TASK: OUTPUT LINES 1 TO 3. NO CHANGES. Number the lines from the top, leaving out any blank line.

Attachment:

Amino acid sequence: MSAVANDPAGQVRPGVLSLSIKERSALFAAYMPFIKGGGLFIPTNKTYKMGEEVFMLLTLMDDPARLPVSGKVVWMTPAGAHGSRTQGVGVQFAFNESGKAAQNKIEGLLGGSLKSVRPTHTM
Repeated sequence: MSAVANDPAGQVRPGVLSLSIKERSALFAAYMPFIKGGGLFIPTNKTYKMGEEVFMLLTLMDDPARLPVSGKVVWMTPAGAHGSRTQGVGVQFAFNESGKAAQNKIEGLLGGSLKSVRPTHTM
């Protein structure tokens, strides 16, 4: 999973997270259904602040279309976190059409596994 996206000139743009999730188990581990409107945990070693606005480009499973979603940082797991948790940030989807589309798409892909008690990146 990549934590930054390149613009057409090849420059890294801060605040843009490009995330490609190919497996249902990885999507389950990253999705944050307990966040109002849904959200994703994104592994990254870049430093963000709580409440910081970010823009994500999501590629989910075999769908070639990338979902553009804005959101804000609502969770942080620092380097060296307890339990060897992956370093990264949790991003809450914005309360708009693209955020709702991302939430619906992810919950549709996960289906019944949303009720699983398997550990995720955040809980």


Amino acid sequence: MSAVANDPAGQVRPGVLSLSIKERSALFAAYMPFIKGGGLFIPTNKTYKMGEEVFMLLTLMDDPARLPVSGKVVWMTPAGAHGSRTQGVGVQFAFNESGKAAQNKIEGLLGGSLKSVRPTHTM
Repeated sequence: MSAVANDPAGQVRPGVLSLSIKERSALFAAYMPFIKGGGLFIPTNKTYKMGEEVFMLLTLMDDPARLPVSGKVVWMTPAGAHGSRTQGVGVQFAFNESGKAAQNKIEGLLGGSLKSVRPTHTM
């Protein structure tokens, strides 16, 4: 999973997270259904602040279309976190059409596994 996206000139743009999730188990581990409107945990070693606005480009499973979603940082797991948790940030989807589309798409892909008690990146 990549934590930054390149613009057409090849420059890294801060605040843009490009995330490609190919497996249902990885999507389950990253999705944050307990966040109002849904959200994703994104592994990254870049430093963000709580409440910081970010823009994500999501590629989910075999769908070639990338979902553009804005959101804000609502969770942080620092380097060296307890339990060897992956370093990264949790991003809450914005309360708009693209955020709702991302939430619906992810919950549709996960289906019944949303009720699983398997550990995720955040809980």